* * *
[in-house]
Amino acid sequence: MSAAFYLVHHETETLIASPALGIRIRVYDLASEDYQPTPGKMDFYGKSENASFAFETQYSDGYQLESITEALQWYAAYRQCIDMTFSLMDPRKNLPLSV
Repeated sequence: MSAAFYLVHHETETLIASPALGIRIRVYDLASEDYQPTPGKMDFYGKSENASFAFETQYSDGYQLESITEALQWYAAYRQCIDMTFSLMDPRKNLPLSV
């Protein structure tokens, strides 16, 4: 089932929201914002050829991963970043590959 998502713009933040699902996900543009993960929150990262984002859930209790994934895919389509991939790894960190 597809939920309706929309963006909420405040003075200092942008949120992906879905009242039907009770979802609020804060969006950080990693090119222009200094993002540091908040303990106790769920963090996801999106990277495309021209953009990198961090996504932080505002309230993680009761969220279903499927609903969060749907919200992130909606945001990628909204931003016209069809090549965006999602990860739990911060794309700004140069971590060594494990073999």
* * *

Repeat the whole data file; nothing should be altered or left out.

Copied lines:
[in-house]
Amino acid sequence: MSAAFYLVHHETETLIASPALGIRIRVYDLASEDYQPTPGKMDFYGKSENASFAFETQYSDGYQLESITEALQWYAAYRQCIDMTFSLMDPRKNLPLSV
Repeated sequence: MSAAFYLVHHETETLIASPALGIRIRVYDLASEDYQPTPGKMDFYGKSENASFAFETQYSDGYQLESITEALQWYAAYRQCIDMTFSLMDPRKNLPLSV
């Protein structure tokens, strides 16, 4: 089932929201914002050829991963970043590959 998502713009933040699902996900543009993960929150990262984002859930209790994934895919389509991939790894960190 597809939920309706929309963006909420405040003075200092942008949120992906879905009242039907009770979802609020804060969006950080990693090119222009200094993002540091908040303990106790769920963090996801999106990277495309021209953009990198961090996504932080505002309230993680009761969220279903499927609903969060749907919200992130909606945001990628909204931003016209069809090549965006999602990860739990911060794309700004140069971590060594494990073999």